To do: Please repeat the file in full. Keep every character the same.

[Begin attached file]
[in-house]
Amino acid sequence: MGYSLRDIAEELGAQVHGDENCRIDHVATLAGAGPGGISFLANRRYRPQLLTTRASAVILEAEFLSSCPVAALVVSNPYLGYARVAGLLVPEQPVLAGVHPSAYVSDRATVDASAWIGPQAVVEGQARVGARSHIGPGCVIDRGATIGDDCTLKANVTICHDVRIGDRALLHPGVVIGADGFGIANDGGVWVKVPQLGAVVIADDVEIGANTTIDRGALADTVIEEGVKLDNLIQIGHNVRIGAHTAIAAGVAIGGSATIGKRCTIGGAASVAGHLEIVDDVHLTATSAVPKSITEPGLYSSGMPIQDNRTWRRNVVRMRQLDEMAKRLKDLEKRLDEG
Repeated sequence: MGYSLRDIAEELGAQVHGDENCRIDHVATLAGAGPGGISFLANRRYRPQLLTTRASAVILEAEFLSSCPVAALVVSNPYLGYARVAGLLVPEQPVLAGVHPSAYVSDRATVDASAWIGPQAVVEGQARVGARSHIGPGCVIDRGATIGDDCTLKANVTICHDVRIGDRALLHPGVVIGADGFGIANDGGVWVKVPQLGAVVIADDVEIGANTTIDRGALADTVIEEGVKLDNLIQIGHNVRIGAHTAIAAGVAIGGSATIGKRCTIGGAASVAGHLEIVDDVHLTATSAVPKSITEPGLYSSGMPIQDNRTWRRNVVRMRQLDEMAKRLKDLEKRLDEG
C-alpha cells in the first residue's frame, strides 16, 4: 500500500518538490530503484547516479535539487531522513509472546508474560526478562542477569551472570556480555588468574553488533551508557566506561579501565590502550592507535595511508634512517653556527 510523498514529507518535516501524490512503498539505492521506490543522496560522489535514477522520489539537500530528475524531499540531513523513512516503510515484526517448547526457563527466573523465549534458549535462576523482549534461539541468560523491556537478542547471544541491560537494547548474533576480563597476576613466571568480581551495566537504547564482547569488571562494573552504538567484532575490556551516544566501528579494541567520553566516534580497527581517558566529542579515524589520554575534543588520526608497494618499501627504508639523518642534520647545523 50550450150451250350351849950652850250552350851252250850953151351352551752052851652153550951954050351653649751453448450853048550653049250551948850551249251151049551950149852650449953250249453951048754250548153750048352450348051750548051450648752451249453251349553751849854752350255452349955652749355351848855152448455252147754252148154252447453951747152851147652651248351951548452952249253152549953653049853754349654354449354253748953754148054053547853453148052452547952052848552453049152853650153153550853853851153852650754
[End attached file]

[in-house]
Amino acid sequence: MGYSLRDIAEELGAQVHGDENCRIDHVATLAGAGPGGISFLANRRYRPQLLTTRASAVILEAEFLSSCPVAALVVSNPYLGYARVAGLLVPEQPVLAGVHPSAYVSDRATVDASAWIGPQAVVEGQARVGARSHIGPGCVIDRGATIGDDCTLKANVTICHDVRIGDRALLHPGVVIGADGFGIANDGGVWVKVPQLGAVVIADDVEIGANTTIDRGALADTVIEEGVKLDNLIQIGHNVRIGAHTAIAAGVAIGGSATIGKRCTIGGAASVAGHLEIVDDVHLTATSAVPKSITEPGLYSSGMPIQDNRTWRRNVVRMRQLDEMAKRLKDLEKRLDEG
Repeated sequence: MGYSLRDIAEELGAQVHGDENCRIDHVATLAGAGPGGISFLANRRYRPQLLTTRASAVILEAEFLSSCPVAALVVSNPYLGYARVAGLLVPEQPVLAGVHPSAYVSDRATVDASAWIGPQAVVEGQARVGARSHIGPGCVIDRGATIGDDCTLKANVTICHDVRIGDRALLHPGVVIGADGFGIANDGGVWVKVPQLGAVVIADDVEIGANTTIDRGALADTVIEEGVKLDNLIQIGHNVRIGAHTAIAAGVAIGGSATIGKRCTIGGAASVAGHLEIVDDVHLTATSAVPKSITEPGLYSSGMPIQDNRTWRRNVVRMRQLDEMAKRLKDLEKRLDEG
C-alpha cells in the first residue's frame, strides 16, 4: 500500500518538490530503484547516479535539487531522513509472546508474560526478562542477569551472570556480555588468574553488533551508557566506561579501565590502550592507535595511508634512517653556527 510523498514529507518535516501524490512503498539505492521506490543522496560522489535514477522520489539537500530528475524531499540531513523513512516503510515484526517448547526457563527466573523465549534458549535462576523482549534461539541468560523491556537478542547471544541491560537494547548474533576480563597476576613466571568480581551495566537504547564482547569488571562494573552504538567484532575490556551516544566501528579494541567520553566516534580497527581517558566529542579515524589520554575534543588520526608497494618499501627504508639523518642534520647545523 50550450150451250350351849950652850250552350851252250850953151351352551752052851652153550951954050351653649751453448450853048550653049250551948850551249251151049551950149852650449953250249453951048754250548153750048352450348051750548051450648752451249453251349553751849854752350255452349955652749355351848855152448455252147754252148154252447453951747152851147652651248351951548452952249253152549953653049853754349654354449354253748953754148054053547853453148052452547952052848552453049152853650153153550853853851153852650754